The Foundation for Economic Education, with the inevitable acronym FEE, aims to “promote new content and distribution techniques for free-market ideas. Fee has “distilled ‘economic thinking’ into 12 key concepts.” 

Let’s pray that the “distribution” fails and these concepts never reach America’s classrooms, because they’re all… well… wrong.

FEE’s words in plaintext, with my rejoinders in italics:

1. Gains from trade: In any economic exchange, freely chosen, both parties benefit–at least in their own minds. This is psychological thinking, not economic thinking. The subtle implication that most transactions are freely chosen by both parties is, well, faulty. Poor people forced to payday loan sharks because no banks do business in their neighborhood? Eating junk food because they live in food deserts? What about trafficked persons forced into prostitution? 

2. Subjective value: The value of any good or service is determined by the individual human mind. Again, psychology, a field about which few economists are qualified to speak.

3. Opportunity cost: Nothing is free, and the cost of anything is what you give up to get it. Nonsense. Did you yourself have to invent personal computers or the telephone? No, you got the use of them for free, just for having been born in the 20th or 21st century. Breathing is still free, though surely some corporation is figuring out how to charge you for it.

4. Spontaneous order: Society emerges not from top-down intention or planning but from individuals’ actions that result in unplanned outcomes for the whole. Spontaneous disorder, too.

5. Incentives: Individuals act to maximize their own reward. Tautological fallacy.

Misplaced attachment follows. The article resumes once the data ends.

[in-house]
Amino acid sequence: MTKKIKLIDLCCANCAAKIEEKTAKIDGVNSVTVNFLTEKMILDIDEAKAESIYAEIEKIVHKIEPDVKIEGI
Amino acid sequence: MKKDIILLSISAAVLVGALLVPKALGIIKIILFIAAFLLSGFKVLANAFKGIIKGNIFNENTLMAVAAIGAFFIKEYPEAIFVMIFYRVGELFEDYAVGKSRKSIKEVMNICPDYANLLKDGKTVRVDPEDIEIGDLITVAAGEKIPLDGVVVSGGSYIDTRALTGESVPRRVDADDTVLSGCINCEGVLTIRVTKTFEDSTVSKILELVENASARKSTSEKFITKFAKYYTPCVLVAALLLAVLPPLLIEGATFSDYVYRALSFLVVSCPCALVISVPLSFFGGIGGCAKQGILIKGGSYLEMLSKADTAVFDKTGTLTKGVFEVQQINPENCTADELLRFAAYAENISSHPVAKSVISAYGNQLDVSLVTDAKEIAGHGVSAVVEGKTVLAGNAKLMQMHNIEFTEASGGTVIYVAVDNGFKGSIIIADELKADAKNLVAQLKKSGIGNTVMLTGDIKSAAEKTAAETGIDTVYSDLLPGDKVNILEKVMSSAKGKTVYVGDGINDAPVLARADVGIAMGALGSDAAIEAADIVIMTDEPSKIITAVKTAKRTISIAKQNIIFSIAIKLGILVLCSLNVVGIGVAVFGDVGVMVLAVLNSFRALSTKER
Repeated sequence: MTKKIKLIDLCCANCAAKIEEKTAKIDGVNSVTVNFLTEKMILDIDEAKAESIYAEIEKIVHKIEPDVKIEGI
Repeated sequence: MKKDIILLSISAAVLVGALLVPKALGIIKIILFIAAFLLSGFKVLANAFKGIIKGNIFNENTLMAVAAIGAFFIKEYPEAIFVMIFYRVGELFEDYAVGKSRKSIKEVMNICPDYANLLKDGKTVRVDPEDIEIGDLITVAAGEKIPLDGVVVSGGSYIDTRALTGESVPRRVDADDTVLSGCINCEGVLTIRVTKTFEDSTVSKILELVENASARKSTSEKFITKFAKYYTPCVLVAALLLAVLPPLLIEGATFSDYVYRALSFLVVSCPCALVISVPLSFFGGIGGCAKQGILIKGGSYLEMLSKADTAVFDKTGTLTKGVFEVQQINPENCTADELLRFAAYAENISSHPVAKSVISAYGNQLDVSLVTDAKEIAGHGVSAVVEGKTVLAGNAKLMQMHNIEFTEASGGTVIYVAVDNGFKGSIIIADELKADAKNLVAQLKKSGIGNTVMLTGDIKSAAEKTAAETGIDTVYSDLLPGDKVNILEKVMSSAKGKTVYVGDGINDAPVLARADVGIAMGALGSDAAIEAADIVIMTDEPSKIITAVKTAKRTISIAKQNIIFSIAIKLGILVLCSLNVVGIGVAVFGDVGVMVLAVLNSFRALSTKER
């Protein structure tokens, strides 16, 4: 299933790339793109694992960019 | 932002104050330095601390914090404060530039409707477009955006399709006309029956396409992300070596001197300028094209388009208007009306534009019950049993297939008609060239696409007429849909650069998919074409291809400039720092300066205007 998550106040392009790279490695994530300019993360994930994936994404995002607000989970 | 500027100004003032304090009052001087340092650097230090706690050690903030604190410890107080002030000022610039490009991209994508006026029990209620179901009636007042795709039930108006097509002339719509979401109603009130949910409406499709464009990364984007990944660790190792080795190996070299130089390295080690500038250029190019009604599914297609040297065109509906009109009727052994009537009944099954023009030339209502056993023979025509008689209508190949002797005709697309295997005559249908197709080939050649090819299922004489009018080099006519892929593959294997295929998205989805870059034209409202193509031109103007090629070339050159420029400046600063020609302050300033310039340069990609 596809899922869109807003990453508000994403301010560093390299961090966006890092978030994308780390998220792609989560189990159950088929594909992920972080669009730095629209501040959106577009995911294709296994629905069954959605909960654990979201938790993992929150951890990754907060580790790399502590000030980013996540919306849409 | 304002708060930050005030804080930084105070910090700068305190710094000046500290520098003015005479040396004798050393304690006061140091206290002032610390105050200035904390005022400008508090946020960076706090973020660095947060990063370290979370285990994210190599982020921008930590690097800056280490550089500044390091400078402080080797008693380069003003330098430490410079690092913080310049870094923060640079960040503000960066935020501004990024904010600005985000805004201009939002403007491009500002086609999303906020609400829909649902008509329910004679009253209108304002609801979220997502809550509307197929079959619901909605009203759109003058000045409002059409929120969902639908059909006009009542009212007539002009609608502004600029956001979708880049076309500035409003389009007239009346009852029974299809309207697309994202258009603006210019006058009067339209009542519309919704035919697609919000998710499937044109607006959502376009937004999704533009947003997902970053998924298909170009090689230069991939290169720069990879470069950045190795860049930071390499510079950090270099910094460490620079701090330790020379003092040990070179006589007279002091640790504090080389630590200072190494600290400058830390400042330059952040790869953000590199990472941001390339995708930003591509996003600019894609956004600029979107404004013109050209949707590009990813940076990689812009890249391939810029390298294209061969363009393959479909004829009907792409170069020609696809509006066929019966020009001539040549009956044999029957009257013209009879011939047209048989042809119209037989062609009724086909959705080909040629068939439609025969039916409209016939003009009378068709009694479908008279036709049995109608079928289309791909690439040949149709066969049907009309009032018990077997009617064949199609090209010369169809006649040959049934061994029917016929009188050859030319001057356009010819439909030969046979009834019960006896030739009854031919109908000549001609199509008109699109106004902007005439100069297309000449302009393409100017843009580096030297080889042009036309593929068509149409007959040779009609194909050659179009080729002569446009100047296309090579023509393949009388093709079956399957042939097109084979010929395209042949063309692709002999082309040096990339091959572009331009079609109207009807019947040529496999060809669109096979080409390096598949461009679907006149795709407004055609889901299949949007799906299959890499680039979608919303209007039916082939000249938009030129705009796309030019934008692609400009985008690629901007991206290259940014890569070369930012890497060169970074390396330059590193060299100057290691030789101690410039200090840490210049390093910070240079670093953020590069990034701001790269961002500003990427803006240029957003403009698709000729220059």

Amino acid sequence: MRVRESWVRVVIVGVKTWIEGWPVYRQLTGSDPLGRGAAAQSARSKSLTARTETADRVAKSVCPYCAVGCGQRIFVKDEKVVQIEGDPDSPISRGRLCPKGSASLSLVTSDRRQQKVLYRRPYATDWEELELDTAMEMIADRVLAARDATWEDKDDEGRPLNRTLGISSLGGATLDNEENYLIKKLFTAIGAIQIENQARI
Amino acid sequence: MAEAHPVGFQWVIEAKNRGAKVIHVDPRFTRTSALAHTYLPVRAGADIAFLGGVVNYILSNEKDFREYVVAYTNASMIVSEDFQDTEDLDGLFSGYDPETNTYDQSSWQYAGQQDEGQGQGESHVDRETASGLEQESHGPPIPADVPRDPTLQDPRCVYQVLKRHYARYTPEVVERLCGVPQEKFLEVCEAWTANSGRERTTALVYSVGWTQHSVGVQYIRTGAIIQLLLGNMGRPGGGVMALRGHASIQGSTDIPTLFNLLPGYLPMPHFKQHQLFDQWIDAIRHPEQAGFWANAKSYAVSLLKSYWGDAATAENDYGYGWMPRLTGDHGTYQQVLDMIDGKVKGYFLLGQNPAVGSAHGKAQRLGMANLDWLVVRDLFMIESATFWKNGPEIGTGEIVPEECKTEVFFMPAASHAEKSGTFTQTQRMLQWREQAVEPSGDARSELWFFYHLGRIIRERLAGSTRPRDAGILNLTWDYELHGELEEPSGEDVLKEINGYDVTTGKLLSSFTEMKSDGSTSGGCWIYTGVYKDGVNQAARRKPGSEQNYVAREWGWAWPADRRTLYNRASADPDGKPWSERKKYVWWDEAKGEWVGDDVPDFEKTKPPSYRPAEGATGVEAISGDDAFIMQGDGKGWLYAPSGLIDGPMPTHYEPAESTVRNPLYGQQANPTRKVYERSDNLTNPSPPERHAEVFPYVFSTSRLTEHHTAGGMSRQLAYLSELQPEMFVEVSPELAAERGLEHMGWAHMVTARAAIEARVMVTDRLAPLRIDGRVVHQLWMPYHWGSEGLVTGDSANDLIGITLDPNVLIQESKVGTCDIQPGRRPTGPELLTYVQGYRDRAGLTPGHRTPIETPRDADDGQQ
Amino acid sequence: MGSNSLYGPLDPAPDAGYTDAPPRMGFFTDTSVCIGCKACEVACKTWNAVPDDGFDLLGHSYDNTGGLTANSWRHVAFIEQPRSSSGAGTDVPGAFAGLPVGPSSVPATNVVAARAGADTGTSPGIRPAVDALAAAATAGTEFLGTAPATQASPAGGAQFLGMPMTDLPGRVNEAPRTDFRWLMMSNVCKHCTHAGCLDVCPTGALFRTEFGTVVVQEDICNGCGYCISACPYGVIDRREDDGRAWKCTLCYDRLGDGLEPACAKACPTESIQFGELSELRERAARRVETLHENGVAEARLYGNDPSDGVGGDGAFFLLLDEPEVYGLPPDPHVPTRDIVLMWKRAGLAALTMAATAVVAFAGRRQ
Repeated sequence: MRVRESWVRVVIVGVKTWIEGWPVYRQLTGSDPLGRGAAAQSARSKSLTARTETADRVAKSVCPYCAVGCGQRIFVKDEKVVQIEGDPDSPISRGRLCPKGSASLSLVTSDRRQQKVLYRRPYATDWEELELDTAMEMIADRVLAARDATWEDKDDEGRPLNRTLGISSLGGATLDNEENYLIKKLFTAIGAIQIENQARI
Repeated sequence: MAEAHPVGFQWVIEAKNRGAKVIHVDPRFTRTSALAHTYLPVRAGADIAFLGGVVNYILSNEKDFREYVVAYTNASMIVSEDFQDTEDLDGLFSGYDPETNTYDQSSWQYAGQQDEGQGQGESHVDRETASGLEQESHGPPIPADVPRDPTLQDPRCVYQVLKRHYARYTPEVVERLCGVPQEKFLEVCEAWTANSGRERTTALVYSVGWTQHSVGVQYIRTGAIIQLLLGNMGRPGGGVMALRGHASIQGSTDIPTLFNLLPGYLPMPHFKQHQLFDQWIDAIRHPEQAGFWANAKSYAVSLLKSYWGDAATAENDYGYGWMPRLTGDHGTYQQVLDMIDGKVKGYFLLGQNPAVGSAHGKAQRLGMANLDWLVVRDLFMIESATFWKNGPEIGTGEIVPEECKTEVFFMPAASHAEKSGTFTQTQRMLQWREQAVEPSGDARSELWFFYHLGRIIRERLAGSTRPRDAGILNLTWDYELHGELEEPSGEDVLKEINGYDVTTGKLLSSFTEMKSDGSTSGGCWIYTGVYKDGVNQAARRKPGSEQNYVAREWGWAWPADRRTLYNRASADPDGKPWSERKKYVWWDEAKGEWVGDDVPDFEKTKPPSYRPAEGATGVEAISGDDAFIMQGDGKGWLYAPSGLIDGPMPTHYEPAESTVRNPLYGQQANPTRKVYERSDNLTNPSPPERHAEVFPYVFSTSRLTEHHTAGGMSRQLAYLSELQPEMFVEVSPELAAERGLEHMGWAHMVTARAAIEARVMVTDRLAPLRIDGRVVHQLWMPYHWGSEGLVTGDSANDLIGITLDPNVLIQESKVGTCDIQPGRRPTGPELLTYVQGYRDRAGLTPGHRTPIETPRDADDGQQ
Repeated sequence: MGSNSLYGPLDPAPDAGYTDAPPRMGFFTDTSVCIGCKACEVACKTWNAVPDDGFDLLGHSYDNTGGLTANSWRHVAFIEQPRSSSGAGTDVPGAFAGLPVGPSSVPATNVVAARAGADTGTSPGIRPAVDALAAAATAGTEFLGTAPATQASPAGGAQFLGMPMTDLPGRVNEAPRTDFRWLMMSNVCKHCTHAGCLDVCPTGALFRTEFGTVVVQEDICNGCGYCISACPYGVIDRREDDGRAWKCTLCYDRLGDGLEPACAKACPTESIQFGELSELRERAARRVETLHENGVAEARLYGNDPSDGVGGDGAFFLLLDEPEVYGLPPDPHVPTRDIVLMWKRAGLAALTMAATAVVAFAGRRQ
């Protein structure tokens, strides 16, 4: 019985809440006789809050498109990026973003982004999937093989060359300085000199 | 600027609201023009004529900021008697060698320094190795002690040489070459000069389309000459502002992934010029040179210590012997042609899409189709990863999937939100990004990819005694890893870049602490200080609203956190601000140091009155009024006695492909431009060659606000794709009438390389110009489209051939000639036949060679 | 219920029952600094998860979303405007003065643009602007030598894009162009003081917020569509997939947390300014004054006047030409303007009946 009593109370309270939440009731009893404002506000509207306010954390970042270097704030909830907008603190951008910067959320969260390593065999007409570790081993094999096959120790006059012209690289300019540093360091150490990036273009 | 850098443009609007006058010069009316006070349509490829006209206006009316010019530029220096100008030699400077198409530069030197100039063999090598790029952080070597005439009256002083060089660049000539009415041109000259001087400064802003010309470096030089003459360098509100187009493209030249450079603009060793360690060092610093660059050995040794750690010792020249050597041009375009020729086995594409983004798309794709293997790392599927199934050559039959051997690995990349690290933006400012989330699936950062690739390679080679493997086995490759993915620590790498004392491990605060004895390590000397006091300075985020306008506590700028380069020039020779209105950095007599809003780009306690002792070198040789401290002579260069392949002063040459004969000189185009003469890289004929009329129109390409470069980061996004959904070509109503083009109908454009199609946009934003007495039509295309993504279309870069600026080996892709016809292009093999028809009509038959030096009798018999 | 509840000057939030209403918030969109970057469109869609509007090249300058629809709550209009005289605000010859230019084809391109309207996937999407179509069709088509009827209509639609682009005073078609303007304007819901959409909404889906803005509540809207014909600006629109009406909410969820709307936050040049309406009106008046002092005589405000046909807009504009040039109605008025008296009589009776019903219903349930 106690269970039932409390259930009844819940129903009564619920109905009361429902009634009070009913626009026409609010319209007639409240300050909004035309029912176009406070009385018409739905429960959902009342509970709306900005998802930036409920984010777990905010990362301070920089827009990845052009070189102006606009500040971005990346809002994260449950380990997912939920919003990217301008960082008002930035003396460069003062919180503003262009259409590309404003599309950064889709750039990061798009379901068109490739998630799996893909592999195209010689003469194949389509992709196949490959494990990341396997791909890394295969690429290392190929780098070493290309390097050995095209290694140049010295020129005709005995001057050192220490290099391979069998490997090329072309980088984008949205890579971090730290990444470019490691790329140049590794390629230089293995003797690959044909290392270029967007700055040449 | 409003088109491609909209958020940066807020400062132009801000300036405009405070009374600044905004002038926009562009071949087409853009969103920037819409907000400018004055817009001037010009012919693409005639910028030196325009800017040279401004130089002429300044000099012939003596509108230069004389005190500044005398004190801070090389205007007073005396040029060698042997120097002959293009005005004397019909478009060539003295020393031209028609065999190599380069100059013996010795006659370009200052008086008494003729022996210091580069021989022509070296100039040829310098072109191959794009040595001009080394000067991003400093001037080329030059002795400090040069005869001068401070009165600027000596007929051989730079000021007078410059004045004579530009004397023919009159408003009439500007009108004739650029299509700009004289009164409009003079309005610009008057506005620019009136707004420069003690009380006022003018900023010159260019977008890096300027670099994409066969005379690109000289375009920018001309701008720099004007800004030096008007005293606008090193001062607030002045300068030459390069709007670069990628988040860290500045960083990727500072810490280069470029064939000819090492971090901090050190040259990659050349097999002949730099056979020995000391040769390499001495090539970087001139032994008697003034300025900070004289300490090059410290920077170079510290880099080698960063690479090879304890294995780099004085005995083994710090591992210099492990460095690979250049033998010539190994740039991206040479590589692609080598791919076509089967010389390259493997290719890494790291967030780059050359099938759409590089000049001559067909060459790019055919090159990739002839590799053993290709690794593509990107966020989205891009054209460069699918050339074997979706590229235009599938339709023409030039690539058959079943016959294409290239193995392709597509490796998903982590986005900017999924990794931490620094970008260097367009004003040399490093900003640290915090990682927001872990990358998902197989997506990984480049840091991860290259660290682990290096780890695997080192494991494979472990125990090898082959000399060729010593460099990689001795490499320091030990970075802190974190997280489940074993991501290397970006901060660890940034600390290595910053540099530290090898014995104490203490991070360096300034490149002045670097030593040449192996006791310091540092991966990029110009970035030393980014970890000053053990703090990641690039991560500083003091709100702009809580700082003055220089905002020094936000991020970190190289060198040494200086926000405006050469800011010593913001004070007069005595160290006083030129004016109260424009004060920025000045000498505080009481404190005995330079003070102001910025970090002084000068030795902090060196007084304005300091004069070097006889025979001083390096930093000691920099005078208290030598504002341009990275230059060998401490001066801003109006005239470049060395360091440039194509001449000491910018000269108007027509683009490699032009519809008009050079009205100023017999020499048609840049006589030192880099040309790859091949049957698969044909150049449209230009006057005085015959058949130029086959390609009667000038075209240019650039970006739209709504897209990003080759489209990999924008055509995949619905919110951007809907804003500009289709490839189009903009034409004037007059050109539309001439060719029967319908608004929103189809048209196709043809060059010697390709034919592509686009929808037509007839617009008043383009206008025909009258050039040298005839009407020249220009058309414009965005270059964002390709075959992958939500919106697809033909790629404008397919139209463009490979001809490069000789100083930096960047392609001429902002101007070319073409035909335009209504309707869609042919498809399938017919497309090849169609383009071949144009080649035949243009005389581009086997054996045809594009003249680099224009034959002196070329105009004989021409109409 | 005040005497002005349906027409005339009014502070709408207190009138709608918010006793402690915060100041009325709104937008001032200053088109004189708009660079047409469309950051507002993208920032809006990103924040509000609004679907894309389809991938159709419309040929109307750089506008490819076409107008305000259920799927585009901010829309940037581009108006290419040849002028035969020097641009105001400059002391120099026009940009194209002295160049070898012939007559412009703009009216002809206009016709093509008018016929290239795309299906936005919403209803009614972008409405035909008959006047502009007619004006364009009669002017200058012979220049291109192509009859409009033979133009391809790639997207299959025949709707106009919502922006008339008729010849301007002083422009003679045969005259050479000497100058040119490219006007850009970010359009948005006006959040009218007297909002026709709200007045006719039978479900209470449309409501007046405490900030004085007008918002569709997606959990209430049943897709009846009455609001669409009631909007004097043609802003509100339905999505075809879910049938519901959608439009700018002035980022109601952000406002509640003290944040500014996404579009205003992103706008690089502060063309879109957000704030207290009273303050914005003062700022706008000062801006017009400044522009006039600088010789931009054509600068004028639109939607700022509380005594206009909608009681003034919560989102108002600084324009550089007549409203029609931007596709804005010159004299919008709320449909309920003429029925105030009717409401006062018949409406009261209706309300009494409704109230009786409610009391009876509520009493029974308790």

6. Comparative advantage: Cooperation between individuals creates value when a seller can produce a given item or service at a lower cost than the buyer would spend to produce it himself. Even elementary economics texts tell us comparative advantage does not require cooperation.

7. Knowledge problem: No one person or group knows enough to plan (and force) social outcomes, because information necessary for social order is distributed among its members and revealed only in human choice. True only in the short term. Distributed information is insufficient for dealing with long term problems like climate change.

8. Seen and Unseen: In addition to the tangible and quantifiable effects, there are quite often invisible costs and unmet opportunities to any action or policy. Let’s not succumb to economic religiosity, bowing down to the Invisible Hand and its prophets, the Wall Street analysts. Economists sure love this invisible stuff. Actually it is the externalities – some visible, some not – that invalidate the simplistic economics advocated by FEE.

9. Rules matter: Institutions influence the decisions individuals make. For example, property rights extend from the reality of scarcity which demands that ownership must be vested in individuals and not a collective. The latter assertion was disproved by the 2009 economics Nobel Laureate Elinor Ostrom.  Otherwise, yes, institutions matter. Government intervention can be beneficial, as proven by China overtaking the USA in GNP. See also this essay on the “missionaries” of neoliberalism (Torres 2017).

10. Action is purposeful: Each person makes choices with the intention of improving his or her condition. Except when they’re trying not to let their condition deteriorate. Or when they’re trying to torpedo the condition of a rival.

11. Civil society: Voluntary association permits people of all backgrounds to interact peaceably, create value, cultivate personal character, and build mutual trust. Excuse me, where do you see this happening?

12. Entrepreneurship: Acting on an opportunity to gather underused, misused, or undiscovered resources and ideas to create value for others. These days the “others” are usually the VC investors, not the customers. See my previous blog, "The Sad State of Entrepreneurship in America," which delves into this problem.


Craig Torres, This American Town Was Left to Die, and Suddenly Economists Care. August 7, 2017, Bloomberg.